Science and Tech


Atlantic Ocean Might Be To Blame For Global Warming 'Pause'

Researchers say a recent pause in rising global temperatures might be caused by currents in the Atlantic Ocean.
Posted at 9:33 PM, Aug 24, 2014

The so-called "global warming pause" that's caused global temperatures to stall for the past fifteen years has been a thorn in the side of climate scientists for years.

Global warming skeptics say the pause pokes a hole in the concept of man-made climate change: after all, since carbon emissions have been steadily climbing, why haven't global temperatures risen to match?

Climate scientists have proposed many answers to that question, from El Niño to volcanic eruptions, and none of them have really stuck. But a new paper published in Science this week claims to have found the missing heat: turns out, it's been hiding in the Atlantic Ocean.

Study authors Xianyao Chen and Ka-Kit Tung say global warming's recent hiatus is tied to the circulation of warm and cool water in the Atlantic. Essentially, warmer, saltier water gradually sinks below colder fresh water as it travels north, trapping heat beneath the waves. (Video via NASA)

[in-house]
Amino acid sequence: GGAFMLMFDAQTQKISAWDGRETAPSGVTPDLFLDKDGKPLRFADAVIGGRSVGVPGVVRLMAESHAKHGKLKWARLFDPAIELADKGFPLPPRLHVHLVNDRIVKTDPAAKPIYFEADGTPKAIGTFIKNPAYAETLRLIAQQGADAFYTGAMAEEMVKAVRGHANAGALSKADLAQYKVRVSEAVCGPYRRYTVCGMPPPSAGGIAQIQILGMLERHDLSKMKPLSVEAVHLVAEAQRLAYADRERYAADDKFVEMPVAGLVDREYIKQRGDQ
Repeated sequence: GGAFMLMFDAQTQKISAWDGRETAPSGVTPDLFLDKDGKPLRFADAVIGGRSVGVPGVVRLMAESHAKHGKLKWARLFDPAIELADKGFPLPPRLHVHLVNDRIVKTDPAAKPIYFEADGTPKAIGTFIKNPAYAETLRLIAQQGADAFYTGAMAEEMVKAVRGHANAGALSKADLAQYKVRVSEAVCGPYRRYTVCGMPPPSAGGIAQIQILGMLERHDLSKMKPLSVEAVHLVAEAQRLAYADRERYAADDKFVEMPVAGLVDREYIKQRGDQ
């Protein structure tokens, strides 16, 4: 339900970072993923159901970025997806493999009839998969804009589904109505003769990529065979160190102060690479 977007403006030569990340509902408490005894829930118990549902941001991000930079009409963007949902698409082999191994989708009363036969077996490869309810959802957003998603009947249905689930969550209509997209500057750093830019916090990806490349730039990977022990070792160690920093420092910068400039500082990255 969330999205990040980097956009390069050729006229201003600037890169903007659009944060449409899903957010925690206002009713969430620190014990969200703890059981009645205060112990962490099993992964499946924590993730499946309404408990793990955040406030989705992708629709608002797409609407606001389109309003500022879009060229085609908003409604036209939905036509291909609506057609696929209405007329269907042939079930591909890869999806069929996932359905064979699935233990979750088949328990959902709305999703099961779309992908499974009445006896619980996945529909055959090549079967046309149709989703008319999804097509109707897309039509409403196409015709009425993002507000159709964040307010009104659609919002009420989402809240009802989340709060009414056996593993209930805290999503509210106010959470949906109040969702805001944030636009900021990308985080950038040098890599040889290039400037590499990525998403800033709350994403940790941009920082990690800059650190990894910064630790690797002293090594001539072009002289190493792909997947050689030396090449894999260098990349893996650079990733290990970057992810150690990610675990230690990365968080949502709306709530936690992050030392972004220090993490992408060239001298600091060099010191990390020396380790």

The researchers tested their theory using measurements from the network of Argo floats currently studying the ocean's temperature and salinity at depths of up to 2,000 meters. Those measurements show a sharp rise in the amount of energy stored between 300-1,500 meters over the past decade — right as the "pause" started. (Video via BBC)

The scientists also observed an increase in the Atlantic's salt content during the same period, which seems to go up and down on a 30-year cycle. The paper suggests the ocean's salinity has something to do with the increase in stored heat — since saltier water sinks faster, more heat gets trapped beneath the cool water.

The study could represent an important shift in how we view the global warming hiatus. A writer for The Economist points out most people had been looking to the Pacific Ocean for answers up until now.

"Because the Pacific has previously been thought of as the world's main heat sink, fluctuations affecting it are considered among the most important influences upon the climate. ... But if Dr Chen and Dr Tung are right, then the fluctuations in the Atlantic may be more important."

But scientists aren't ready to relinquish the Pacific's role in slowing global warming. One researcher told The Guardian"The hiatus really is a patchwork problem of lots of different things. ... This does suggest a role for the Atlantic but there's a lot more to it than that. ... It doesn't dispel the key role for the Pacific in the hiatus."

If the researcher's projections are right, we've got about ten years left before the cycle flips and the Atlantic starts releasing its heat. But the authors caution it's hard to predict what happens next with the climate, since there are so many variables involved.

This video contains images from Getty Images.